An entirely new asset class is forming around investing in Qualified Opportunity Zones, but few funds have actually managed to capitalize on it and get money in the ground. Ron Beit, chief executive of developer RBH Group, says his is one of the first funds to do so. He explains what it is doing.
The back story. A provision tucked into the December 2017 tax bill allows holders of capital gains to shelter them from taxes for years by putting them in Qualified Opportunity Funds, which then buy property or business equity in designated low-income Qualified Opportunity Zones. If the buyer holds that investment for 10 years, the buyer has to pay taxes on only 85% of the capital gains, at year seven, and then pay no taxes on whatever gains the capital-gains generated.
It would be an enormous tax incentive—if investors holding capital gains could figure out how to capitalize on it. Half of the potential investment type has been stymied by a lack of clarity around the actual rules. The real estate side is pretty clear, but investors have been unable to move forward on investing in business equity because of the confusion. That has scared off some would-be participants.
What’s new. RBH started its Qualified Opportunity Fund in August, with $40 million from entrepreneurs David and Leila Centner, and closed on its first acquisition the next month. The Teachers Village Opportunity Zone Fund will build housing for teachers and other social-impact-related projects, across the country.
The fund was able to move fast because it was basically already doing it: RBH recently completed the Teachers Village in downtown Newark, N.J. Beit says he worked with then-mayor Cory Booker, now a senator and the co-sponsor of the legislation that created Opportunity Zones. The Teachers Village consists of six buildings, with more than 200 apartments, market-rate and “affordable,” and is nearly 70% occupied, with teachers’ apartments, three schools, and 18 retail outlets, Beit says.
A similar project is slated to open in Hartford, Conn., on May 1. RBH has acquired a site in Chicago, where it plans to break ground by the end of the year, another one in Miami, and is closing on another in Atlanta any minute.
The site in Chicago isn’t in an Opportunity Zone, but the legislation allows for 10% of a Qualified Opportunity Fund to be outside designated zones, so it fits within that exemption.
Looking ahead. Those long-awaited rule-clarifications should arrive any minute now; Beit expects them toward the end of this month.
And at that time, he thinks the spigot will open.
“Everyone knows that once there is clarity, there will be this deluge of activity, and there’ll be a rush to get things done,” he says.
“Folks like us, that have been in the social impact ecosystem, [have] moved ahead, doing projects,” he says. “You’re seeing high-net-worth family offices writing checks. Where the rubber meets the road is when institutions start doing it.”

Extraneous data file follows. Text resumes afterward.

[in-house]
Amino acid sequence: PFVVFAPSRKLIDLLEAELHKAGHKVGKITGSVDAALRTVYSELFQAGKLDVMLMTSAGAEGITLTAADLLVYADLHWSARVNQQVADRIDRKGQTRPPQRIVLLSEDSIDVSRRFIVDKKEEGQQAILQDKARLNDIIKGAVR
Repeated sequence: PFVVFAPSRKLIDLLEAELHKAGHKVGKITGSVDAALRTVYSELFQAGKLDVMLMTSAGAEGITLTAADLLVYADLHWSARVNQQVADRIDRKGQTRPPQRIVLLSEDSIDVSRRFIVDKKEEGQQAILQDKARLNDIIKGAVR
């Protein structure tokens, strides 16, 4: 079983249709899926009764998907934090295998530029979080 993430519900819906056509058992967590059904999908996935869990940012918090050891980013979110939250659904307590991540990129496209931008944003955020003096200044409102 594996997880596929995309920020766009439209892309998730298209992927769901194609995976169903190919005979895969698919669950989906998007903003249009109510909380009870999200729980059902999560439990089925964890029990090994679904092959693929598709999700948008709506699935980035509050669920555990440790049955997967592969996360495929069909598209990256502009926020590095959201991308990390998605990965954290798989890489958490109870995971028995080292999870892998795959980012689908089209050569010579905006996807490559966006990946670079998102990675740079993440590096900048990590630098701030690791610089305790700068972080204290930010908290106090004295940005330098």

The Teachers Village Newark was a $150 million public/private partnership, which is also why it worked, Beit says: “public-private partnerships are really the only way to get things done.”
“It’s very rare these days that the public [sector] is doing something on its own, without a public-private partnership,” he says. Teachers Village was the first ground-up residential building in downtown Newark in 40 or more years, he says, “so we had every level of government involved in getting that out of the ground. So these public-private partnerships are how we’re going to build infrastructure, how we’re going to build community development.”
RBH is scouting sites in Oakland, Los Angeles, Denver, Baltimore, and Boston, he says, and is raising money for the next eight Teachers Villages. RBH is seeking up to $150 million, alongside the existing $40 million, for expected project costs of $700 million.
If that sounds ambitious, Beit would assure you it isn’t.
“We’ll fill up that pipeline in 24 months,” he says. “We can continue to raise capital because we really feel like there is a need in every municipality across the country.”
“Teachers Village is a solution for cities like Newark where we’re the first ones to start a neighborhood, if you will, or redevelop a neighborhood. But it’s also the same solution for cities like San Francisco.” Anywhere where there’s a dearth of housing supply—due to a lack of development, or because teachers are priced out of the housing market—Beit sees these Villages as the solution.
With a robust supply of affordable housing, Beit says, “municipalities can recruit and retain the best teachers for their schools.”